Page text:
“A story is not like a road to follow … it’s more like a house. You go inside and stay there for a while, wandering back and forth and settling where you like and discovering how the room and corridors relate to each other, how the world outside is altered by being viewed from these windows. And you, the visitor, the reader, are altered as well by being in this enclosed space, whether it is ample and easy or full of crooked turns, or sparsely or opulently furnished. You can go back again and again, and the house, the story, always contains more than you saw the last time.”
― Alice Munro
When I was ten and riding in the back seat of Dad’s Ford on Highway 61 out of Memphis…
Suddenly, from the top of a ridge, the road went down—straight down into unending flatness. That last hill always caused a stir in me, a funny feeling in my stomach. I believed Almighty God started digging here and scooped out a big basin of rich land so farmers could plant cotton and kids could grow up looking at it.
The Delta began here. It was bordered on the east by the Yazoo River, born of the confluence of the Tallahatchie and Yalobusha near Greenwood, and on the west by Old Man River, who “must know somethin, but he dont say nothin, he jes keeps rollin along.”
Cotton fields stretched out before us all the way to the end of the sky. The fields parted just enough for a road to pass through. Highway 61 cut straight down through Delta cotton—two lanes with just enough room for two cars to pass, one going north, one going south. The whole earth outside my window was cotton. Row after row, pressed against the road, running all the way to where the earth stopped and the blue of heaven started. Nothing but cotton as far as I could see and I could see maybe fifty miles. I smelled the dirt, I smelled the green, I felt the hum of growing things. I thought it was mine, all mine, because I was born of it. When it was cotton-pickin time in the fall and the fields were white, I knew God was on his throne and all was right with the world. …
COME TO THE DELTA! COME TO CLARKSDALE! COME TO CREATIVE NONFICTION AT THE CROSSROADS!
Neil White will be teaching a workshop on writing true stories, September 21-22 at Shack Up Inn. Message me for more details!
COME AND EXPERIENCE ALL THAT IS — OR WAS — THE DELTA.
The backyard is coming along nicely. I’m not finished yet. But I have six trees, a vegetable garden, an herb/perennial garden, and a few other planted and decorated spots.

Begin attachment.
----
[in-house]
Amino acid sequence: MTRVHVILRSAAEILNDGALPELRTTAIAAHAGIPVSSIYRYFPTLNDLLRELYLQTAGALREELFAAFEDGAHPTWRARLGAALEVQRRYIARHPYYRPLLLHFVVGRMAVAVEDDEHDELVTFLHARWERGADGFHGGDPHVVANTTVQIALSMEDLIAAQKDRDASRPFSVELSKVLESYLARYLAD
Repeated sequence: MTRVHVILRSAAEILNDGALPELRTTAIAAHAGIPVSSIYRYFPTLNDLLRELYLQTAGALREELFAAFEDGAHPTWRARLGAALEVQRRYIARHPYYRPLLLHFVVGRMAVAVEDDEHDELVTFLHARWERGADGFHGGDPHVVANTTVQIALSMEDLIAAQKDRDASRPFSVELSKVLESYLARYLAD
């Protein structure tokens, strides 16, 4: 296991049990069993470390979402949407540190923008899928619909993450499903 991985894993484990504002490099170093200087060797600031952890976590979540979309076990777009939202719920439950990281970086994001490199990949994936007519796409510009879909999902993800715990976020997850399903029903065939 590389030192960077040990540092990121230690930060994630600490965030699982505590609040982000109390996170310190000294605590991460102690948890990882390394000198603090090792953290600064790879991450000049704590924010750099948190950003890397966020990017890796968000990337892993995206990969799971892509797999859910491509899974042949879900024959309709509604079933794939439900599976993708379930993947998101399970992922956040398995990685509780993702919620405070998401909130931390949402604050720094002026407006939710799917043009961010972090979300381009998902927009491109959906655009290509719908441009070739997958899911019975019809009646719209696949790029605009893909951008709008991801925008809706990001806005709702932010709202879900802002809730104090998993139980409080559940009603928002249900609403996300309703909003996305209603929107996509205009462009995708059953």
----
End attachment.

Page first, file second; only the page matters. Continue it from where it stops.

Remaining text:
And this rain should help the grass along!
Some special things: part of my Revolutionary 4th great grandfather’s original tombstone from 1799, an old brick from West Kemper Baptist Church, statues of my mother’s, a flat rock from the original land grant of Jacob Boone’s farm in Kentucky, my husband’s arrowhead collection, my mother-in-law’s shells, a pick from my grandfather’s farm, a gull from my Oregon trip, as well as a cobalt blue sea ball, and so on…
Here are pictures of the progress…
Sometimes life takes you by the throat with both hands, cracks the cartilage, and throws you breathless to the ground. Well, in fact, most of the time it does that. After all, it [life] can’t let anything good happen and last. At least, that has become Truth for me. I find myself expecting that, more and more in the days at hand. It’s not that I’m cynical. It’s just … the way it is. After all, I am one of the very few who became that awful “W” word in our fifties. You don’t easily get beyond having a life and your life ripped away from you without lasting fears and consequences.
Maybe it was a sin to love this new house so much. To keep looking around with pride and claiming perfection here, beginning to worry I couldn’t find anything to put on a list for my builder to fix. Everybody has a punch list—bulleted items to be addressed during a one-year new-home warranty period. I didn’t have one. I swear, the house was perfect.